It's no secret that brick-and-mortar retailers are struggling lately. Perhaps the greatest example is electronics giant Best Buy (NYS: BBY) . In the past six months, the big-box store ousted its longtime CEO Brian Dunn, dramatically shifted its retail strategy to include standalone Best Buy Mobile stores, and appear to be toying with the idea of being taken private. Let's take a look at what the future holds for troubled stores like Best Buy, and where investors should put their money in the retail space today.
The new shopping experience
I don't think a turnaround is in the stars for Best Buy. The world's largest electronics retailer by revenue will either be taken private by founder Richard Schulze or suffer a slow death at the hand of e-commerce sites like Amazon.com (NAS: AMZN) .
By now we've all heard of the buzzword "showrooming" and hear how comparison-shopping threatens big-box retailers from Best Buy to Staples (NAS: SPLS) . In fact, both of these companies are downsizing stores, which helps reduce overhead costs and puts them in better proximity to an increasingly urbanizing demographic.
But shrinking stores may not be enough for some retailers. Look at RadioShack (NYS: RSH) , for example. The company's average shop measures 2,500 square feet, compared with a Best Buy 13,000-square-foot-warehouse. Still, shares of the Shack are down more than 65% this year and trade under $4 apiece. In addition to testing smaller stores, Best Buy is growing its IT team to provide better customer support. According to The Wall Street Journal, the electronics giant is experimenting with an Apple-like retail strategy in hopes of pulling more customers through its doors.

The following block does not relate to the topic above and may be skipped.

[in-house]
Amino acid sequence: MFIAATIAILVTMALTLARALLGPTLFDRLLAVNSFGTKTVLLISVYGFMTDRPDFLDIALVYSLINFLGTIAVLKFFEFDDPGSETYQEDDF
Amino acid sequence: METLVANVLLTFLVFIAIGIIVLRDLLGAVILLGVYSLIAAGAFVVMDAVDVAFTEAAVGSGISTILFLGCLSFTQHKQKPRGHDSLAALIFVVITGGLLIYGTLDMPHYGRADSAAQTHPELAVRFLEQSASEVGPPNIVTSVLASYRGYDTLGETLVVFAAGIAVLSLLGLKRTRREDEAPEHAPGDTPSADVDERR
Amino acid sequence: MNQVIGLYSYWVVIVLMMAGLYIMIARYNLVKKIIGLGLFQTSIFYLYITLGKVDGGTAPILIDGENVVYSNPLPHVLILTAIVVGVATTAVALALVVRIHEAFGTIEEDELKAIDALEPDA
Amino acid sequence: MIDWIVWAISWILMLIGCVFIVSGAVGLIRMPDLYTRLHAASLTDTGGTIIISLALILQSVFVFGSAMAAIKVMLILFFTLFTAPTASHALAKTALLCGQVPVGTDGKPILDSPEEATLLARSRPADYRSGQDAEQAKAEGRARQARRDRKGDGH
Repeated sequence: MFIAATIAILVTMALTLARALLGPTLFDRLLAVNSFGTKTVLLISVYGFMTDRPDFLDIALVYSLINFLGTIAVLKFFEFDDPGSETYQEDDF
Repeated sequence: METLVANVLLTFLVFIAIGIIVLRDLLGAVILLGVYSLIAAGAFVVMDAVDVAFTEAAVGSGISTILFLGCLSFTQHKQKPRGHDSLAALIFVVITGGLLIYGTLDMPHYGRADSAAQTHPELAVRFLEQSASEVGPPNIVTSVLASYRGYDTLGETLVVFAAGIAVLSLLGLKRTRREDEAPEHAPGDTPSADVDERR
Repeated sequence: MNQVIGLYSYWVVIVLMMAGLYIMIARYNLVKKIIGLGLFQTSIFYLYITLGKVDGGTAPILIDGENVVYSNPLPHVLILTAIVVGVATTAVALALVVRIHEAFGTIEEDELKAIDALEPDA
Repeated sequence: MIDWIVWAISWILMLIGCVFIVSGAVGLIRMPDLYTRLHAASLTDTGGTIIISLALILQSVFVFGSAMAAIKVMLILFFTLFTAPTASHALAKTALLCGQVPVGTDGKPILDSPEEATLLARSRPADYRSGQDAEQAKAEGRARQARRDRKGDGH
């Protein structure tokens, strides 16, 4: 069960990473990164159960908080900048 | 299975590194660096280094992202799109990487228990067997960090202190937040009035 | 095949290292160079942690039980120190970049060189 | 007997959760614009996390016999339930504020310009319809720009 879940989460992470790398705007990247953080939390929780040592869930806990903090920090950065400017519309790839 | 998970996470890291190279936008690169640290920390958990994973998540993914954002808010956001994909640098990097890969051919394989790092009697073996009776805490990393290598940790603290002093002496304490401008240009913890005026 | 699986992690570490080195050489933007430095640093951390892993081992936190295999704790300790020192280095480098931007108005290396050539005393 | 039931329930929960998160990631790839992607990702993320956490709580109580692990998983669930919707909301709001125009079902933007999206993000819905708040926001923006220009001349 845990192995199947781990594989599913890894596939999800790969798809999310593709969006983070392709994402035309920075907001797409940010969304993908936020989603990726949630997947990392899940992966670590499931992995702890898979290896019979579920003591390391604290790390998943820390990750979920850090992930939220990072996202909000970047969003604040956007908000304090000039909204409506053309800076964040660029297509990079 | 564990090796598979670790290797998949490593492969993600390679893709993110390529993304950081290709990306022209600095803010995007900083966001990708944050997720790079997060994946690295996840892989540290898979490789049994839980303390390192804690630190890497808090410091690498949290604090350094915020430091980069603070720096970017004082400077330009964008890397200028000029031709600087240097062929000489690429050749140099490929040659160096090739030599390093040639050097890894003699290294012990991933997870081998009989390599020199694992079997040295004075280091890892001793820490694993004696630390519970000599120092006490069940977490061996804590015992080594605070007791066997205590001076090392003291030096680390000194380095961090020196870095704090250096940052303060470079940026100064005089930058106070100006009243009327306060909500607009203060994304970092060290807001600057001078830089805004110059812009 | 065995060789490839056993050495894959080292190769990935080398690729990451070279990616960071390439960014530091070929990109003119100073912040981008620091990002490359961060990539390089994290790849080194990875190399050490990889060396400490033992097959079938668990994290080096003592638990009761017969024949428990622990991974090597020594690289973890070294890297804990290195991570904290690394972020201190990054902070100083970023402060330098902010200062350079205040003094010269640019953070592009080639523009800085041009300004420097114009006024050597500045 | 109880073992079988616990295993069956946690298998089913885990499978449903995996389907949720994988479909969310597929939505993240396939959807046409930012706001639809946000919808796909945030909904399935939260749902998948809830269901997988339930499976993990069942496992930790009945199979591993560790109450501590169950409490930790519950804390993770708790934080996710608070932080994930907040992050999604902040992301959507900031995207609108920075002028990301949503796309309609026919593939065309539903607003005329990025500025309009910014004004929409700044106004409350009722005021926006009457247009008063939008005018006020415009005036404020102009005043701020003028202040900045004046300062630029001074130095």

While Best Buy is one of the losers in the big-box space, there are some notable winners as well. On the other side of the fence, discount retailer Target (NYS: TGT) is finding creative ways to better connect with customers.
With more consumers using sites like Amazon and eBay to comparison-shop online, Target is experimenting with in-store incentives like exclusive merchandise and off-price designer lines. This strategy is working well for the retailer. It's not surprising, then, that the stock is on a tear this year, with shares up more than 13% in 2012. Still, it's not too late for investors to grab a piece of the action.
Management's decision to expand stores to include grocery items started to pay off in the first quarter, with same-store sales hitting their highest level in more than six years in the quarter. Differentiated merchandise is another factor that should continue contributing to Target's bottom line in upcoming quarters.
Shop it to me
Other retailers, take note: "The Shops at Target" are a runaway success. The initiative, along with limited-edition apparel lines, are helping Target win its battle with showrooming by offering customers a boutique shopping experience at its big-box stores. What started as limited-edition collections from world-renowned designers has transformed into a winning growth strategy.